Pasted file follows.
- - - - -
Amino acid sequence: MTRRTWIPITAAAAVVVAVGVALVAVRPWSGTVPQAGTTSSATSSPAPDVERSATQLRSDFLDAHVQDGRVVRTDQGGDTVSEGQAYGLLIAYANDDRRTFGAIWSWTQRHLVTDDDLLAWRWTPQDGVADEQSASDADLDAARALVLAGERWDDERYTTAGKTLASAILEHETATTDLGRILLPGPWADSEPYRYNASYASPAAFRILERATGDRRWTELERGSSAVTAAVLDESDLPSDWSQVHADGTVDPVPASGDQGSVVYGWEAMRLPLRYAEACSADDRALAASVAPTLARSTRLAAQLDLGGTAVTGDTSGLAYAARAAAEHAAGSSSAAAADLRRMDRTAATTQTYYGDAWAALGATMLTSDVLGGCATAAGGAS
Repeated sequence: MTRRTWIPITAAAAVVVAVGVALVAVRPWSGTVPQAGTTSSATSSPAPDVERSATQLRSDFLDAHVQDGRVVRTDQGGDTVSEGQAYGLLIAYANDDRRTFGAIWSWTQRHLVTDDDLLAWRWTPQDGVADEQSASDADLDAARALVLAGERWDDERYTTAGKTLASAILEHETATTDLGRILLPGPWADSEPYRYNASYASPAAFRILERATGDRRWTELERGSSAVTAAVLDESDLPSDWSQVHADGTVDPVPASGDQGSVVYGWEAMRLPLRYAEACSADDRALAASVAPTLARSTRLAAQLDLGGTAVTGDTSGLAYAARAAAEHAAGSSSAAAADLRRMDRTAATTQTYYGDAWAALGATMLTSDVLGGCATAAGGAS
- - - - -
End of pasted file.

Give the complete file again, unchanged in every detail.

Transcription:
Amino acid sequence: MTRRTWIPITAAAAVVVAVGVALVAVRPWSGTVPQAGTTSSATSSPAPDVERSATQLRSDFLDAHVQDGRVVRTDQGGDTVSEGQAYGLLIAYANDDRRTFGAIWSWTQRHLVTDDDLLAWRWTPQDGVADEQSASDADLDAARALVLAGERWDDERYTTAGKTLASAILEHETATTDLGRILLPGPWADSEPYRYNASYASPAAFRILERATGDRRWTELERGSSAVTAAVLDESDLPSDWSQVHADGTVDPVPASGDQGSVVYGWEAMRLPLRYAEACSADDRALAASVAPTLARSTRLAAQLDLGGTAVTGDTSGLAYAARAAAEHAAGSSSAAAADLRRMDRTAATTQTYYGDAWAALGATMLTSDVLGGCATAAGGAS
Repeated sequence: MTRRTWIPITAAAAVVVAVGVALVAVRPWSGTVPQAGTTSSATSSPAPDVERSATQLRSDFLDAHVQDGRVVRTDQGGDTVSEGQAYGLLIAYANDDRRTFGAIWSWTQRHLVTDDDLLAWRWTPQDGVADEQSASDADLDAARALVLAGERWDDERYTTAGKTLASAILEHETATTDLGRILLPGPWADSEPYRYNASYASPAAFRILERATGDRRWTELERGSSAVTAAVLDESDLPSDWSQVHADGTVDPVPASGDQGSVVYGWEAMRLPLRYAEACSADDRALAASVAPTLARSTRLAAQLDLGGTAVTGDTSGLAYAARAAAEHAAGSSSAAAADLRRMDRTAATTQTYYGDAWAALGATMLTSDVLGGCATAAGGAS